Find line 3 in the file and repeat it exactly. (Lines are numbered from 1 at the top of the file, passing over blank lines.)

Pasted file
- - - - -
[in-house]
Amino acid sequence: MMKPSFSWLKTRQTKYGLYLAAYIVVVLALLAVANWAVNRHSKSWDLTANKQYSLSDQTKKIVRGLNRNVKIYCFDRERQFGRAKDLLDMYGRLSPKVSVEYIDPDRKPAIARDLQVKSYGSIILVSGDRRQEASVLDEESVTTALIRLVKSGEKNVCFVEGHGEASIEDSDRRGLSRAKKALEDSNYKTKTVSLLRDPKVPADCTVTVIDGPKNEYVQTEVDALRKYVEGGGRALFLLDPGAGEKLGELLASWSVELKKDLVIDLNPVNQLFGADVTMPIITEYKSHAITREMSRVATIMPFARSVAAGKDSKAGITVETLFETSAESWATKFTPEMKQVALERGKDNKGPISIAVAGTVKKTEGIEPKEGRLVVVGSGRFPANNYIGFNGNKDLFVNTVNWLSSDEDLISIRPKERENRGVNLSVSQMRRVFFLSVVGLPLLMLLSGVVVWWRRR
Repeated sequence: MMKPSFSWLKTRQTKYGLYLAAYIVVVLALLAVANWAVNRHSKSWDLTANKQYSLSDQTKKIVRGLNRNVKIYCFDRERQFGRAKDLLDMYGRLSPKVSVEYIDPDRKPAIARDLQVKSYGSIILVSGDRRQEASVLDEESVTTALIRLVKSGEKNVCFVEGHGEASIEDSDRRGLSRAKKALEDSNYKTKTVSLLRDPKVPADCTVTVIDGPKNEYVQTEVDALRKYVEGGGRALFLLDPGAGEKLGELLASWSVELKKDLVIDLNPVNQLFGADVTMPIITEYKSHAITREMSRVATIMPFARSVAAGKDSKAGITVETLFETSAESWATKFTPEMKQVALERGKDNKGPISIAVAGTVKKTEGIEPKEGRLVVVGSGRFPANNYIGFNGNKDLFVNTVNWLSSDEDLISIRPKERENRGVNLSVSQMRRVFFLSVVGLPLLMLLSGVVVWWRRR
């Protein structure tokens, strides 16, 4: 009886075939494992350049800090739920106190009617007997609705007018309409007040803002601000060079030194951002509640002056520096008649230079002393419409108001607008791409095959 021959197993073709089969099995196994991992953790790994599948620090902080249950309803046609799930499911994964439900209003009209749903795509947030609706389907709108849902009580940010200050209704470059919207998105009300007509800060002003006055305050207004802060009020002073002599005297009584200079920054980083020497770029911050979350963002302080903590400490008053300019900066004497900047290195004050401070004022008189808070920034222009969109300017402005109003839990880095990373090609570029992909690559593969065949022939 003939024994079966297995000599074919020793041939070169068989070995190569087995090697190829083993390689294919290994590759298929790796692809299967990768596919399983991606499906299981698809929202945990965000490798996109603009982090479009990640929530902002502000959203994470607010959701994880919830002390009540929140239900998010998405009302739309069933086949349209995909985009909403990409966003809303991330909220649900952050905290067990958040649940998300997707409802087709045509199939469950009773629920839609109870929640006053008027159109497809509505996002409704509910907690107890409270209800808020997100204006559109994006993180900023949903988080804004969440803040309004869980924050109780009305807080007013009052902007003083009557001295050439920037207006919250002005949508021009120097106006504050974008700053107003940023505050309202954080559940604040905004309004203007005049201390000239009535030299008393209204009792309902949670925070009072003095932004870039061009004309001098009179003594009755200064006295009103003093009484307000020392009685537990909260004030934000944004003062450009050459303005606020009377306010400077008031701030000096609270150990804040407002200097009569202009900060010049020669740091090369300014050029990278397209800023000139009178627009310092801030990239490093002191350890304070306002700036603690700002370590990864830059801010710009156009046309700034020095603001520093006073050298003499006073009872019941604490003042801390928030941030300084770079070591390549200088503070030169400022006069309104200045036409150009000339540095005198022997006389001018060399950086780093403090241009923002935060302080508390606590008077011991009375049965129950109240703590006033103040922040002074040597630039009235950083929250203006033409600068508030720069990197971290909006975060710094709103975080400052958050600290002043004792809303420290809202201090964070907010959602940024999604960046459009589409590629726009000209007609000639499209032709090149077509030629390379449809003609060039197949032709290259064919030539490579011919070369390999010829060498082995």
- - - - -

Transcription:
Repeated sequence: MMKPSFSWLKTRQTKYGLYLAAYIVVVLALLAVANWAVNRHSKSWDLTANKQYSLSDQTKKIVRGLNRNVKIYCFDRERQFGRAKDLLDMYGRLSPKVSVEYIDPDRKPAIARDLQVKSYGSIILVSGDRRQEASVLDEESVTTALIRLVKSGEKNVCFVEGHGEASIEDSDRRGLSRAKKALEDSNYKTKTVSLLRDPKVPADCTVTVIDGPKNEYVQTEVDALRKYVEGGGRALFLLDPGAGEKLGELLASWSVELKKDLVIDLNPVNQLFGADVTMPIITEYKSHAITREMSRVATIMPFARSVAAGKDSKAGITVETLFETSAESWATKFTPEMKQVALERGKDNKGPISIAVAGTVKKTEGIEPKEGRLVVVGSGRFPANNYIGFNGNKDLFVNTVNWLSSDEDLISIRPKERENRGVNLSVSQMRRVFFLSVVGLPLLMLLSGVVVWWRRR